What's the biggest online shopping day in the world?
Not Valentine's Day.
Not Cyber Monday or Black Friday. They are the days that follow Thanksgiving in the U.S. and usher in the start of the holiday shopping season.
The winner is China's Singles' Day, celebrated November 11, or 11.11.
Singles' Day began as a day for unmarried or uncoupled people to celebrate their lives. Single students, looking for an excuse to buy themselves presents, started it on November 11, 1993, reported The Guardian.
It is symbolized by the four number ones in the date of November 11 – 11.11— and is also called Double Eleven, in reference to the day it was started, said the BBC.
It became a major shopping day in 2009. The CEO of an online shopping site -- Alibaba -- sought to increase sales at the e-commerce company. The CEO, Daniel Zhang, launched an annual online sale that day, said Fortune.
When it first began, "Singles' Day was very much an offline solace for actual single people," noted the website Atlas Obscura. "A small group of students at Nanjing University are said to have chosen 11.11 as a day that singles could do activities like karaoke together."
It quickly became a cultural phenomenon.
Last year, Alibaba sold more than $1 billion worth of products in the first three minutes of the sales, reported Bloomberg. Total sales on Singles' Day soared to $9 billion within 24 hours.
That's four times bigger than Cyber Monday in the U.S., which is the Monday after Thanksgiving and traditionally a big shopping day.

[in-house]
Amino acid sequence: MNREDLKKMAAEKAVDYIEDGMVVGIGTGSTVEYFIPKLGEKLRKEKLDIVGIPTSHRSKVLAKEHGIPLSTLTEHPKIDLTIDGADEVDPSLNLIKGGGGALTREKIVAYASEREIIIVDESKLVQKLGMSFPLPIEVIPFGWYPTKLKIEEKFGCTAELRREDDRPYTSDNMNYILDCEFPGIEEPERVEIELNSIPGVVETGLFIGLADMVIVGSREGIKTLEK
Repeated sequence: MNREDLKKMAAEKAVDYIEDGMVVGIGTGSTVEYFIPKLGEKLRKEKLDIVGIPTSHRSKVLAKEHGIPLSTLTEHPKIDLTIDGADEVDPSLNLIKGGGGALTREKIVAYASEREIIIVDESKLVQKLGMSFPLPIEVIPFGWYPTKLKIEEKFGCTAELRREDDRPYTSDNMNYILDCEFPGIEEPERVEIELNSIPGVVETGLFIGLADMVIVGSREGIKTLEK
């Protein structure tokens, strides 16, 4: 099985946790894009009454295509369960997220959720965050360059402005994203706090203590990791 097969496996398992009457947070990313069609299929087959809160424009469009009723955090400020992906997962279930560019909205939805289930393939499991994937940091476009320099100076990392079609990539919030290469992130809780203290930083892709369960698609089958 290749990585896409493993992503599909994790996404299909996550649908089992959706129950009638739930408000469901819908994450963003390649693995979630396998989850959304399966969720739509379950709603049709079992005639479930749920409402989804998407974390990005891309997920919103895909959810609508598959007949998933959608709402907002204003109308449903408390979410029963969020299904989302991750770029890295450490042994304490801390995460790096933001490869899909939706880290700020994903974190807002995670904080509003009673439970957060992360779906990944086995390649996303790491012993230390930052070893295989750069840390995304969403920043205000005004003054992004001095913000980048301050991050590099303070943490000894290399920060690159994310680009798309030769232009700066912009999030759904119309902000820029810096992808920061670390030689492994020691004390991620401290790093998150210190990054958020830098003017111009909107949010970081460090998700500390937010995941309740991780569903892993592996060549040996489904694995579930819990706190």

By comparison, online sales in the U.S. last year on Black Friday were just $1.5 billion, reported TechCrunch.
Today, Singles' Day is a retail blockbuster. Analysts predict that this year, sales on China Singles' Day will soar to a new high.
In the U.S., Dealmoon is a shopping site targeting Chinese-Americans. Jennifer Wang is co-founder of the company:
"We expect to have 3 million people coming to our site for the Singles' Day launch."
Some observers think Singles' Day could catch on globally.
In West Hollywood, California, a group launched an American version of the event on January 11, 2014, reported Atlas Obscura. They want to make 1.11 an official American holiday, "a day of recognition for those who find themselves on the other side of the couple's fence," according to the website.
I'm Mary Gotschall.